Jesus gave the disciples a challenge (I can hear the theme tune from ‘Mission Impossible’ playing in the background) with such a large number of people, He said to them, "They do not need to go away. You give them something to eat.” (V16)
The disciples told Jesus they only had a little to eat themselves: "We have here only five loaves of bread and two fish, v17 (aka – fish finger butties.)
With the problem staring them straight in the face (thousands of people in a remote place), they gave what little they had to Jesus. Jesus gave thanks and broke it, giving it BACK to them for them to share out. It’s important not the loose the significance of this. It’s easy for us today to concentrate on what we don’t have, or how little we do have. Whatever we have is enough if we place it in the Master’s hands. He’ll make do with what we have and bless it, and use us to bless others (Rule of life – to give). What we consider to be mission impossible, to God is mission possible.
The passage says they everyone had there fill and were satisfied. (Stuffed) v20.
Next we notice he doesn’t waste anything. “Gather up the fragments that remain so that nothing is lost.” I often wondered what they did with the extras that were gathered but that’s for another preach.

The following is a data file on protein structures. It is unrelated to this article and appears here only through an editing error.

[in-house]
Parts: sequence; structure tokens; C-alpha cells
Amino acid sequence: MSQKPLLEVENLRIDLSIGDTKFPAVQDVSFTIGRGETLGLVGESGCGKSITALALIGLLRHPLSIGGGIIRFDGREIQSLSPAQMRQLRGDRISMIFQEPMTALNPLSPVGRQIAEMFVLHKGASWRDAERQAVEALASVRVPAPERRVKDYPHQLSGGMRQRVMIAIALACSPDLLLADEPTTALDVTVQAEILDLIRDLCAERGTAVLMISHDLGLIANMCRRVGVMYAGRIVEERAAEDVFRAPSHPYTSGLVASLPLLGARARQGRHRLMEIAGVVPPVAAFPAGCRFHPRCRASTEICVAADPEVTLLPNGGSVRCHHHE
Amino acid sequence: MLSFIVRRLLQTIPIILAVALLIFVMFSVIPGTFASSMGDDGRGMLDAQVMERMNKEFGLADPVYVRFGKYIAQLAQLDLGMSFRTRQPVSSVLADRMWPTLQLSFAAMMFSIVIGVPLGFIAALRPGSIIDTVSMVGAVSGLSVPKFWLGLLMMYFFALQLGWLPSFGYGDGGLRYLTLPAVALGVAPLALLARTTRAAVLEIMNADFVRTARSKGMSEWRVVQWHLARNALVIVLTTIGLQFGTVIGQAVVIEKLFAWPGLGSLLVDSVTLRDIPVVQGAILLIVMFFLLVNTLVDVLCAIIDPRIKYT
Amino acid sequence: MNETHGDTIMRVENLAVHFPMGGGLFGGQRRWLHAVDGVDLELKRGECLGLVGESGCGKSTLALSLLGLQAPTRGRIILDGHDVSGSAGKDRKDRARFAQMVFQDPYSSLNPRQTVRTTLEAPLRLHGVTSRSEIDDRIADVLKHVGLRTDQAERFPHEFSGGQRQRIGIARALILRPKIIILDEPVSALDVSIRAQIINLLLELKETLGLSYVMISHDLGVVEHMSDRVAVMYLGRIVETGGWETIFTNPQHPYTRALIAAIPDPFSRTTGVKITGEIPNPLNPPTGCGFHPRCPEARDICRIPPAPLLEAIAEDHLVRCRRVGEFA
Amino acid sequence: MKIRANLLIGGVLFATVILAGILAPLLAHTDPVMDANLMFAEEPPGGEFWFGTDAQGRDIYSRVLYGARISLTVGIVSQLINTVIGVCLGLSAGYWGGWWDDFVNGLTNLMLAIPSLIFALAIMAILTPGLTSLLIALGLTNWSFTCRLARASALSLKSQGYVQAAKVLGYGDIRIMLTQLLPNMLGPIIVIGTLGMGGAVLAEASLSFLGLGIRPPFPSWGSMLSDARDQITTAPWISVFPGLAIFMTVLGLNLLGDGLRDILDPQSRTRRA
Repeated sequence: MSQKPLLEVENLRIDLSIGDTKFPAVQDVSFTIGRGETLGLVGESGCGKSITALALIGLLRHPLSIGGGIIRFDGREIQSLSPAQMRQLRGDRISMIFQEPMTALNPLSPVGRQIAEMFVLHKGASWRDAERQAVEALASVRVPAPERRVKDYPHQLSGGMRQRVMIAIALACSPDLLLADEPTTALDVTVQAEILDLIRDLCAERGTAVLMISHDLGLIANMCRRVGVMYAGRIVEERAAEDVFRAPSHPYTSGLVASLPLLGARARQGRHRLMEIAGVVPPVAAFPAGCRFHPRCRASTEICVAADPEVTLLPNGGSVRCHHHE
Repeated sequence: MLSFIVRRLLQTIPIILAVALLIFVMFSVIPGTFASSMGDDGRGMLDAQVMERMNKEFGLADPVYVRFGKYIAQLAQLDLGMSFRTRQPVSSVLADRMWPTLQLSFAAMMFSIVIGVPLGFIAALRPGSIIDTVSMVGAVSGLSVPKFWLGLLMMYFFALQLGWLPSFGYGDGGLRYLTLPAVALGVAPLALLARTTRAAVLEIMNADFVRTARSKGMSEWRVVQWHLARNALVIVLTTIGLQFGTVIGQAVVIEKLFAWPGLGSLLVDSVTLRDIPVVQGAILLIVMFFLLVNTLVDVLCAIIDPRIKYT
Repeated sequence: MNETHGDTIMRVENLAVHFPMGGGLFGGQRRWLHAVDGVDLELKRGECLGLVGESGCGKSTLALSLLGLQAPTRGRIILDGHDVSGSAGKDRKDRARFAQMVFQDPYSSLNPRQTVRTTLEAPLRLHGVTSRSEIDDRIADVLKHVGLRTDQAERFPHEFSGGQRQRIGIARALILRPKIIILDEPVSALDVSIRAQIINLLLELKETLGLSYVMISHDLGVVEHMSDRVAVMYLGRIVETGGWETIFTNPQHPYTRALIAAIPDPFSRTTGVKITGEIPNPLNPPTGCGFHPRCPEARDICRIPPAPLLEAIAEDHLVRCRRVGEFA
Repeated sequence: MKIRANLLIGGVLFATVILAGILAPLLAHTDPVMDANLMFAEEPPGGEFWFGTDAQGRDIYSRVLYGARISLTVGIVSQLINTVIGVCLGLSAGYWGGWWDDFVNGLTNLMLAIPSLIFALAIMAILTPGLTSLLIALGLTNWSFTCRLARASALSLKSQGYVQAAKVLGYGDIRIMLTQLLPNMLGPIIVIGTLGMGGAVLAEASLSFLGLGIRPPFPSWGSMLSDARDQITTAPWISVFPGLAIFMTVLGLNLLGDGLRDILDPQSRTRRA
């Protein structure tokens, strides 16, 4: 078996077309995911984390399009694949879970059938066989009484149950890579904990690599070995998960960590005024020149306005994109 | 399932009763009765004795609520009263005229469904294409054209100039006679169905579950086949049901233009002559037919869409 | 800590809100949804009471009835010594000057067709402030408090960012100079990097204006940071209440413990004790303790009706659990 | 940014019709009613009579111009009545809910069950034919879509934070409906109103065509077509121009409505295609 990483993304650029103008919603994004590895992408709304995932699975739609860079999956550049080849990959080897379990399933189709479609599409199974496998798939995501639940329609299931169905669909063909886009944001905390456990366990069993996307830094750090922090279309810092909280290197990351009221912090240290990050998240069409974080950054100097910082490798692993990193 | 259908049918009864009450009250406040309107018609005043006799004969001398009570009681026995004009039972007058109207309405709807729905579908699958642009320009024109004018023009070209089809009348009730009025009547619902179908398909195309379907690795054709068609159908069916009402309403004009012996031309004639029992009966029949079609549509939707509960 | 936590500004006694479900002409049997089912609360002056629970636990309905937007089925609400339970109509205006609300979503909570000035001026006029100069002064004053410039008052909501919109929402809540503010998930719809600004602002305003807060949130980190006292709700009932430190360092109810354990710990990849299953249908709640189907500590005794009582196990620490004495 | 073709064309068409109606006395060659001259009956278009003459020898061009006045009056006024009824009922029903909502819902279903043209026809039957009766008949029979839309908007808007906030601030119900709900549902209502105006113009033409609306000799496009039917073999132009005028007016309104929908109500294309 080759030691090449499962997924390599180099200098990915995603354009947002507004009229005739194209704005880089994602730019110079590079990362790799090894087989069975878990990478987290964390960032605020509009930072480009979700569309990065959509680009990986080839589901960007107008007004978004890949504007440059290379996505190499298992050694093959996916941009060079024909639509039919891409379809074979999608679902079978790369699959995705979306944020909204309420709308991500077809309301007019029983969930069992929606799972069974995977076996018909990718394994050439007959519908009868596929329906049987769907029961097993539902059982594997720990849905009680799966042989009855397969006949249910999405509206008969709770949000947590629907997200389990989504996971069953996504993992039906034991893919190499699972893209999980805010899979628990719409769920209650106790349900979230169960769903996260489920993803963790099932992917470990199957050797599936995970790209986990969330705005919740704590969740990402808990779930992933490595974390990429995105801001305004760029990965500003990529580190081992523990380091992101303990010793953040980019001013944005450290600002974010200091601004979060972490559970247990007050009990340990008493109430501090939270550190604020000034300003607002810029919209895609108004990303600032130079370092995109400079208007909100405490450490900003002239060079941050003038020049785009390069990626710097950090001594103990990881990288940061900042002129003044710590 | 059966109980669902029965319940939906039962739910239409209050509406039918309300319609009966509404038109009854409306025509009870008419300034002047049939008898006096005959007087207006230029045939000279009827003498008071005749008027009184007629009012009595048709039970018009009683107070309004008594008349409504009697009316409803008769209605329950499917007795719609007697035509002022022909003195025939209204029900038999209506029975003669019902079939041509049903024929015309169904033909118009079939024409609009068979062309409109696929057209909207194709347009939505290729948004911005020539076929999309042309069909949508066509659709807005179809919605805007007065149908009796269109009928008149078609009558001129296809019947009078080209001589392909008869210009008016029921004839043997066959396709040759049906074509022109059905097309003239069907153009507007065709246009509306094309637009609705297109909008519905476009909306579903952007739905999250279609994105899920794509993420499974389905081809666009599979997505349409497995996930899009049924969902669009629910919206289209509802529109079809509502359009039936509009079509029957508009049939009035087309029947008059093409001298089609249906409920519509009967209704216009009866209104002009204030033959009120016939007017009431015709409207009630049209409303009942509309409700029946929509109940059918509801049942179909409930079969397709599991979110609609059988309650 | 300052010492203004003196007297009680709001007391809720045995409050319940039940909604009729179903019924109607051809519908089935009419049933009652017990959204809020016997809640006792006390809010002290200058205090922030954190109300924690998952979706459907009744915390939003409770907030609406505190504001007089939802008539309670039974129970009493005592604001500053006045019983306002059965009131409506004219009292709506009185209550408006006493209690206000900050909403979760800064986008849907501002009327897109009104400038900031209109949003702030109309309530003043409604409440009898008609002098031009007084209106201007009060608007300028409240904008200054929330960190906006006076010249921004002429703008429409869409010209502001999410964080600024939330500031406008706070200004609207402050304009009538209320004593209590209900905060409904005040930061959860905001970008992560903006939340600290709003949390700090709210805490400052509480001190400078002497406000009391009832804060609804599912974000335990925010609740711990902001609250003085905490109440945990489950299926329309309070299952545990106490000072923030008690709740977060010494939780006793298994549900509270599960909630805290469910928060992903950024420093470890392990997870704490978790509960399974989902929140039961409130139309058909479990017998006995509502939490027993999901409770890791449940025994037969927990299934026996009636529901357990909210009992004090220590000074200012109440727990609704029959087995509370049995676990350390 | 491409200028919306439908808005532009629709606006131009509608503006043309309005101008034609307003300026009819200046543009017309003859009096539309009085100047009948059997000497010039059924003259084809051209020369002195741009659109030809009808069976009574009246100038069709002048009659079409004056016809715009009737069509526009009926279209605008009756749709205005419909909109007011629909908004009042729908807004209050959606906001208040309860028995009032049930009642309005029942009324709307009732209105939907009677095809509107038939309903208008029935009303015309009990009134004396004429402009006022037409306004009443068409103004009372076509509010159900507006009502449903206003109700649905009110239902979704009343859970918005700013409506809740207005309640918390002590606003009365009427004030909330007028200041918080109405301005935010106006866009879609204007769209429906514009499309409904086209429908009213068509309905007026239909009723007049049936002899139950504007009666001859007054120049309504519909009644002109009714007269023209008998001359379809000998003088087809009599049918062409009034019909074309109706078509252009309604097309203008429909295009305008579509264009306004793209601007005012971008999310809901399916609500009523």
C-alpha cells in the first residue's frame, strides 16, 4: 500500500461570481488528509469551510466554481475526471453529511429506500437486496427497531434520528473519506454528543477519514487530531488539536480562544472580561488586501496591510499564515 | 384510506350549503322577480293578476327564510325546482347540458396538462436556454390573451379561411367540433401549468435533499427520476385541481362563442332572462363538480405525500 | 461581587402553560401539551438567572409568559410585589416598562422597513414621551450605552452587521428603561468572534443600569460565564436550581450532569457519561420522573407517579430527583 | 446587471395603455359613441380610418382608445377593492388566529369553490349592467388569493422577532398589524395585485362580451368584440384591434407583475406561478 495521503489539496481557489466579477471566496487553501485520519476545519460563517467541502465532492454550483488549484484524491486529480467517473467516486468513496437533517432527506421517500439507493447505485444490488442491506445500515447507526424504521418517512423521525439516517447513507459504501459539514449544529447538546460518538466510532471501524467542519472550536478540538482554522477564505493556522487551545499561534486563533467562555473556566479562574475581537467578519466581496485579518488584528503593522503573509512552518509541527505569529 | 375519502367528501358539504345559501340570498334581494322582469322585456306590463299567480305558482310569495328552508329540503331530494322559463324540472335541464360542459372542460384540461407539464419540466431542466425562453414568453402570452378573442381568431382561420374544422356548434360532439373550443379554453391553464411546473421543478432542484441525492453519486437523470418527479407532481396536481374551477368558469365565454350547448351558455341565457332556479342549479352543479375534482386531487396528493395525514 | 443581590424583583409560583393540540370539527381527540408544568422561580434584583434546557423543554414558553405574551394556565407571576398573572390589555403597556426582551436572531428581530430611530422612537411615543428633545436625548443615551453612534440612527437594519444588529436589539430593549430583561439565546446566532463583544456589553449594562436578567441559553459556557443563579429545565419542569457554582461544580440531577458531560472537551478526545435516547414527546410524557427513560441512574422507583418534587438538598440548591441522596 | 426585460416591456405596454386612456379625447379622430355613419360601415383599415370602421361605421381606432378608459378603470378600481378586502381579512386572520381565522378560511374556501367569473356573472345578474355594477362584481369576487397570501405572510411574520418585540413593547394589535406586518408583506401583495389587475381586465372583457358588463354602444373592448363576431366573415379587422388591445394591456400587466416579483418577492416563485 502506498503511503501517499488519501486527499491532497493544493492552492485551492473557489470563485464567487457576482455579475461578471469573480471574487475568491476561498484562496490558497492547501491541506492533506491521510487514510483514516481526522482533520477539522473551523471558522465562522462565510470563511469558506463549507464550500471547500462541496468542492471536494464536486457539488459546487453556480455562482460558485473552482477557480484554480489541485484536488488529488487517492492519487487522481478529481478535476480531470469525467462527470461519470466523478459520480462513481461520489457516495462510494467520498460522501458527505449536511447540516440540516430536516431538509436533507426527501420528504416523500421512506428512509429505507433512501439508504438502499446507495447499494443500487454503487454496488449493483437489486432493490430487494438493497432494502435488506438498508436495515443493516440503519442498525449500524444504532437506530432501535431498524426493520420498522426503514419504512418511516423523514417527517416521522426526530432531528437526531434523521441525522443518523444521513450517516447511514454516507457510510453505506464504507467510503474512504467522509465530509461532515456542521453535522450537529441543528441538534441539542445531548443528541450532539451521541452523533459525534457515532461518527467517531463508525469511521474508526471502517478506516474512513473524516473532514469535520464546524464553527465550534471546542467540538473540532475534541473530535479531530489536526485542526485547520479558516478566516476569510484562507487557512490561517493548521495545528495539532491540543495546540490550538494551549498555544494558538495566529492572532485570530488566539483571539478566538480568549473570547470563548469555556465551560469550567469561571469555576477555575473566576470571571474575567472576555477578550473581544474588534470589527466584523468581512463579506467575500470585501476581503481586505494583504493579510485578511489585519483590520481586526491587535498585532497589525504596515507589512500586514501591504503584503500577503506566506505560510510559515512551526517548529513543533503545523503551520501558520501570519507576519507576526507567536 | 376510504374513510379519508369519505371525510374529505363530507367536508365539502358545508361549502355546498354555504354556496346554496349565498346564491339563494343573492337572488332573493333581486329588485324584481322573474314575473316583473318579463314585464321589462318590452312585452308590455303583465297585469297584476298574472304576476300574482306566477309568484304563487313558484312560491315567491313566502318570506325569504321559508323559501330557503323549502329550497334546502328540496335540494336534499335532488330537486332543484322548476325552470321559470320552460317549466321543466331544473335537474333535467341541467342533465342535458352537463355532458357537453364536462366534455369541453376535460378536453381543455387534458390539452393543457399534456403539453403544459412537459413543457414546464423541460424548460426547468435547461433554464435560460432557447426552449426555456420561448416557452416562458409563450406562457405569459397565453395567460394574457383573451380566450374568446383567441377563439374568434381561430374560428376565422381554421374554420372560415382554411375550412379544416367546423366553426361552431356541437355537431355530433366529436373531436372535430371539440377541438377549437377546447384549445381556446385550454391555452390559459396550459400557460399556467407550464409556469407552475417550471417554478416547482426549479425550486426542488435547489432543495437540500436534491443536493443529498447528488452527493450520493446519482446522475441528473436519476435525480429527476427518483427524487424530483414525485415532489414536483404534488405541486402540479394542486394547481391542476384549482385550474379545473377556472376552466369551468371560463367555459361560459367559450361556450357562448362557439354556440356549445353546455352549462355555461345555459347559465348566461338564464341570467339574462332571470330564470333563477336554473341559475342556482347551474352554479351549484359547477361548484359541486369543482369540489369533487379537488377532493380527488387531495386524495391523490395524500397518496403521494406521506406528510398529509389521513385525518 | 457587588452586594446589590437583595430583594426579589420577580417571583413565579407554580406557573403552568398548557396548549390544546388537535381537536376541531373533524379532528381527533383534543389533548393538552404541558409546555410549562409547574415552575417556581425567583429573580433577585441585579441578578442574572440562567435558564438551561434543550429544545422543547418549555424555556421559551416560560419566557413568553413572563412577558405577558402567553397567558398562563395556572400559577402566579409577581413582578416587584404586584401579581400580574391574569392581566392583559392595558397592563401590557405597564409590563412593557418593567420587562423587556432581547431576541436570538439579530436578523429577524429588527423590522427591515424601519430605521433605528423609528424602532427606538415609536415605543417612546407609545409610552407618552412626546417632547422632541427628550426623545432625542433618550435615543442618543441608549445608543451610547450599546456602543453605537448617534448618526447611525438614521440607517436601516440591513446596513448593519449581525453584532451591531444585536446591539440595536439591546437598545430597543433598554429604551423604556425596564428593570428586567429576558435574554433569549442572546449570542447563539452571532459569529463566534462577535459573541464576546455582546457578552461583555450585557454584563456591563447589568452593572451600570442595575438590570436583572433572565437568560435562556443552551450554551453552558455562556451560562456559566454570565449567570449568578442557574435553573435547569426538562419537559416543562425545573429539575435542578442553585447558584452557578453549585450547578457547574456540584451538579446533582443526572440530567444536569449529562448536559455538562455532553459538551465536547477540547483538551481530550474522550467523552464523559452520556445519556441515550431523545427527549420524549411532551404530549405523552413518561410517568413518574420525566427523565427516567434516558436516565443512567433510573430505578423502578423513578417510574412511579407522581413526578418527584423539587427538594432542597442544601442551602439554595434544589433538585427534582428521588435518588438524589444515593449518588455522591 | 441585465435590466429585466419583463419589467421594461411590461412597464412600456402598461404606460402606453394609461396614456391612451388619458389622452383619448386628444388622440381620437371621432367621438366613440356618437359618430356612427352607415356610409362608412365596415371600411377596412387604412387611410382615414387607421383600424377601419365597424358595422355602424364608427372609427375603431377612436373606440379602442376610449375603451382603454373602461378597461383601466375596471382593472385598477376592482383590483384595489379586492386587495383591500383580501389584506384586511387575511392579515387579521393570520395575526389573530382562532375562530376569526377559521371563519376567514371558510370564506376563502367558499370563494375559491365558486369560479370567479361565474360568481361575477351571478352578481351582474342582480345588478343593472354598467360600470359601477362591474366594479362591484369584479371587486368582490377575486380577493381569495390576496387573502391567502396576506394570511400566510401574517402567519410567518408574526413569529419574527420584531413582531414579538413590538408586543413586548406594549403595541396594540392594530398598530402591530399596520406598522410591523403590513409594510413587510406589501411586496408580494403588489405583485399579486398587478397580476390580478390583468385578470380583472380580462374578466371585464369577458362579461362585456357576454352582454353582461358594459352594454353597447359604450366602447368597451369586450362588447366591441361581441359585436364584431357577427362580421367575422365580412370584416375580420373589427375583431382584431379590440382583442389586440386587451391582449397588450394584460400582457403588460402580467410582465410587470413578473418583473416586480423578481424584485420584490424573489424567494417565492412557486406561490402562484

Twelve baskets of bread were gathered. The demonstration of the abundance of God, He doesn’t just provide the bare necessities but provides us with more than we could ask or imagine.
Jesus used ‘bread’ as a metaphor for his own life. He said ‘I am the bread of life.’ John 6:35
Jesus is the bread that nourishes - It satisfies. It eases the pangs of hunger. It gives us the nourishment that we need each day. Sustains us and helps us grow.
Jesus is the bread we receive as a Gift – referencing the Old Testament narrative of the Hebrew people in the wilderness. Day after day manna would be provided on the ground for the people to eat. How easy it is for us to take for granted the things that come to us so easily, during lockdown many of us have had to re-evaluate our priorities.
Jesus is the gift that makes life worth living. He is the gift that gives us hope in dying. He is the gift that helps us overcome guilt through radical forgiveness.
Finally - The hungrier we are, the better the bread tastes. - How hungry are you for Jesus? In Jesus day the people searched him out, followed him to remote places. How hungry are you today to be fed by him, led by him and to give him what little you have.
Jesus said (John 6:51 NRSV), ““I am the living bread that came down from heaven. Whoever eats of this bread will live forever; and the bread that I will give for the life of the world is my flesh.”
Open yourself up to receive from Christ, play your part as ‘we are asking God for a bigger church that will make a bigger difference’ through the power of the Holy Spirt, bringing glory to the Father, following the way of Jesus Christ our Lord. Amen.